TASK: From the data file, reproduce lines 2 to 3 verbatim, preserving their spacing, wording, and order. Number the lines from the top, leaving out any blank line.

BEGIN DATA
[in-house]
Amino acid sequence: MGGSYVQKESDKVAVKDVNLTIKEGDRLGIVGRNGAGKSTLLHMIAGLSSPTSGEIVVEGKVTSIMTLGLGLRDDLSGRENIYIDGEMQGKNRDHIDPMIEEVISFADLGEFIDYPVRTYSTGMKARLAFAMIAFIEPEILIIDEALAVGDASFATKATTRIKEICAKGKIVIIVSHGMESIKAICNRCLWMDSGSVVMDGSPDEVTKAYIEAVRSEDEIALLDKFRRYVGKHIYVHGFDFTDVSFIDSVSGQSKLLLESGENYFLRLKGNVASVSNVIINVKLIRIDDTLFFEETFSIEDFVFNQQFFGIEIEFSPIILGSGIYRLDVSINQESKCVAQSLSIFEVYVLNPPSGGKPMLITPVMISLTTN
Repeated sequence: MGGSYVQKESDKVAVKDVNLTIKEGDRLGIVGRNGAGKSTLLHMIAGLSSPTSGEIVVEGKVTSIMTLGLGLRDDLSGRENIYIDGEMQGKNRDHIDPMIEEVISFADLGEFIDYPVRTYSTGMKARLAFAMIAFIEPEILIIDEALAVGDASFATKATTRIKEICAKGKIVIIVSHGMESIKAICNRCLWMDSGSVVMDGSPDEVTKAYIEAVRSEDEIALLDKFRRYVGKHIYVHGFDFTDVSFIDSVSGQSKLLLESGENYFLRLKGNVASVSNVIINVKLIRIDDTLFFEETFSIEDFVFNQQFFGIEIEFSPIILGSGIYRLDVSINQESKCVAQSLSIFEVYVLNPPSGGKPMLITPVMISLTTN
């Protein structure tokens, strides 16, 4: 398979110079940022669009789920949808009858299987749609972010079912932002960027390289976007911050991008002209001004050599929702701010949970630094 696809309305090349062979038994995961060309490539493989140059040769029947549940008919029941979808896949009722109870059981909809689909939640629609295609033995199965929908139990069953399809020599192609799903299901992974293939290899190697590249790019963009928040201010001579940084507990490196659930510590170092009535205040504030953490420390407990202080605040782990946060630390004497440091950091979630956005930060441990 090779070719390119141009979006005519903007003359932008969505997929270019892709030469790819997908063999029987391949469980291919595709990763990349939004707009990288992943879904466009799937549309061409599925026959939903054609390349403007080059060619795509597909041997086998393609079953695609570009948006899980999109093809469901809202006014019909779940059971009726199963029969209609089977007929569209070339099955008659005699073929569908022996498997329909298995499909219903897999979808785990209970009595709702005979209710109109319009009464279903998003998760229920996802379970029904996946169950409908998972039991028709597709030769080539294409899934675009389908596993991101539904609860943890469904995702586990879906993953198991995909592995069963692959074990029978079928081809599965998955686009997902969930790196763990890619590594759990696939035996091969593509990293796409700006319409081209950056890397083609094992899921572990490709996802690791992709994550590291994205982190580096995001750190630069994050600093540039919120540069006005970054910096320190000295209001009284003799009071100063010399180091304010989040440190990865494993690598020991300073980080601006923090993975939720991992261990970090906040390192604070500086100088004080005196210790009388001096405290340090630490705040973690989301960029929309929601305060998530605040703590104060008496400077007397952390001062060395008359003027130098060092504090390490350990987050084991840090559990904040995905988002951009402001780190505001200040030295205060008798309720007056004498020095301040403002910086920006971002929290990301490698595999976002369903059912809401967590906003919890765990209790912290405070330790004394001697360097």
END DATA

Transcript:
Amino acid sequence: MGGSYVQKESDKVAVKDVNLTIKEGDRLGIVGRNGAGKSTLLHMIAGLSSPTSGEIVVEGKVTSIMTLGLGLRDDLSGRENIYIDGEMQGKNRDHIDPMIEEVISFADLGEFIDYPVRTYSTGMKARLAFAMIAFIEPEILIIDEALAVGDASFATKATTRIKEICAKGKIVIIVSHGMESIKAICNRCLWMDSGSVVMDGSPDEVTKAYIEAVRSEDEIALLDKFRRYVGKHIYVHGFDFTDVSFIDSVSGQSKLLLESGENYFLRLKGNVASVSNVIINVKLIRIDDTLFFEETFSIEDFVFNQQFFGIEIEFSPIILGSGIYRLDVSINQESKCVAQSLSIFEVYVLNPPSGGKPMLITPVMISLTTN
Repeated sequence: MGGSYVQKESDKVAVKDVNLTIKEGDRLGIVGRNGAGKSTLLHMIAGLSSPTSGEIVVEGKVTSIMTLGLGLRDDLSGRENIYIDGEMQGKNRDHIDPMIEEVISFADLGEFIDYPVRTYSTGMKARLAFAMIAFIEPEILIIDEALAVGDASFATKATTRIKEICAKGKIVIIVSHGMESIKAICNRCLWMDSGSVVMDGSPDEVTKAYIEAVRSEDEIALLDKFRRYVGKHIYVHGFDFTDVSFIDSVSGQSKLLLESGENYFLRLKGNVASVSNVIINVKLIRIDDTLFFEETFSIEDFVFNQQFFGIEIEFSPIILGSGIYRLDVSINQESKCVAQSLSIFEVYVLNPPSGGKPMLITPVMISLTTN